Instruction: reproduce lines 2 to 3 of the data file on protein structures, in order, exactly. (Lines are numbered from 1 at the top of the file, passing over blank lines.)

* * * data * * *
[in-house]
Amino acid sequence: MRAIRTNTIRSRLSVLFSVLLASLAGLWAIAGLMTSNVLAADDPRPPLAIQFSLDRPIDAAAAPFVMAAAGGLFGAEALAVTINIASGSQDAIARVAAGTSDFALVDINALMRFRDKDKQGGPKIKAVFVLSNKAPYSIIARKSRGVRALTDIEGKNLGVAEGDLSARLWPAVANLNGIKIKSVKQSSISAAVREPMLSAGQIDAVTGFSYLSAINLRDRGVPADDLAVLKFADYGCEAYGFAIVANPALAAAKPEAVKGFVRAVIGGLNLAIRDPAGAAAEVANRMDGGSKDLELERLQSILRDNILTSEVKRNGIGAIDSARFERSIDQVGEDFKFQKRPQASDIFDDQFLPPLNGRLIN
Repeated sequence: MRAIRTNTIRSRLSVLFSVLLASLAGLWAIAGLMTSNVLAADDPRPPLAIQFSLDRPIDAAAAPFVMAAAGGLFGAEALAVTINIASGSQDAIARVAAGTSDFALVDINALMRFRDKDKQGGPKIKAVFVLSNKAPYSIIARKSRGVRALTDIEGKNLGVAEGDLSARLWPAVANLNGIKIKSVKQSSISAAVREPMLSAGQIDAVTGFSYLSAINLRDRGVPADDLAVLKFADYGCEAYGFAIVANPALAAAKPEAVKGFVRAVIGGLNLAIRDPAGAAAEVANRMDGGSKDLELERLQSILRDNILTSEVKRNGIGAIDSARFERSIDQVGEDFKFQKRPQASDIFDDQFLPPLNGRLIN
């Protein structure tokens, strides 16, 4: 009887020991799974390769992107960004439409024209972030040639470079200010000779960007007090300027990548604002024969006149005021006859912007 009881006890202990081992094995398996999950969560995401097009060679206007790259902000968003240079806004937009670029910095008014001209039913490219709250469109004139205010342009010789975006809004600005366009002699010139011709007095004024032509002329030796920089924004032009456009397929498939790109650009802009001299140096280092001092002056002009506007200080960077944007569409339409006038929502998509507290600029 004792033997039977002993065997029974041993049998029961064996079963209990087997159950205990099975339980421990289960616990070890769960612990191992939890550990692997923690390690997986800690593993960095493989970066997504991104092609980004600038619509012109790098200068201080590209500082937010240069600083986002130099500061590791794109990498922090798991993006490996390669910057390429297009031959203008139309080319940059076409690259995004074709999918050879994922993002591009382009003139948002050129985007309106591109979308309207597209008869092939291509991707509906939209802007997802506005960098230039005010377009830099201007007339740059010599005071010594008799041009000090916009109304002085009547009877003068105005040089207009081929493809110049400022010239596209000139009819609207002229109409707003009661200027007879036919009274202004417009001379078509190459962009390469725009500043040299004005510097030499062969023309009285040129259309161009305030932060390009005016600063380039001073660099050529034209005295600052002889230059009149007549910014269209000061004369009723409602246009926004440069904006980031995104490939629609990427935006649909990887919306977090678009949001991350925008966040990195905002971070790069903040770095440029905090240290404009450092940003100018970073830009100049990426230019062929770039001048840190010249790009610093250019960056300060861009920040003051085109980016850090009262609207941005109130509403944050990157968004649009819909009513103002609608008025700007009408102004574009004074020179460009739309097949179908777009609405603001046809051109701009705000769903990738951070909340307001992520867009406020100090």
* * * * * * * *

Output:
Amino acid sequence: MRAIRTNTIRSRLSVLFSVLLASLAGLWAIAGLMTSNVLAADDPRPPLAIQFSLDRPIDAAAAPFVMAAAGGLFGAEALAVTINIASGSQDAIARVAAGTSDFALVDINALMRFRDKDKQGGPKIKAVFVLSNKAPYSIIARKSRGVRALTDIEGKNLGVAEGDLSARLWPAVANLNGIKIKSVKQSSISAAVREPMLSAGQIDAVTGFSYLSAINLRDRGVPADDLAVLKFADYGCEAYGFAIVANPALAAAKPEAVKGFVRAVIGGLNLAIRDPAGAAAEVANRMDGGSKDLELERLQSILRDNILTSEVKRNGIGAIDSARFERSIDQVGEDFKFQKRPQASDIFDDQFLPPLNGRLIN
Repeated sequence: MRAIRTNTIRSRLSVLFSVLLASLAGLWAIAGLMTSNVLAADDPRPPLAIQFSLDRPIDAAAAPFVMAAAGGLFGAEALAVTINIASGSQDAIARVAAGTSDFALVDINALMRFRDKDKQGGPKIKAVFVLSNKAPYSIIARKSRGVRALTDIEGKNLGVAEGDLSARLWPAVANLNGIKIKSVKQSSISAAVREPMLSAGQIDAVTGFSYLSAINLRDRGVPADDLAVLKFADYGCEAYGFAIVANPALAAAKPEAVKGFVRAVIGGLNLAIRDPAGAAAEVANRMDGGSKDLELERLQSILRDNILTSEVKRNGIGAIDSARFERSIDQVGEDFKFQKRPQASDIFDDQFLPPLNGRLIN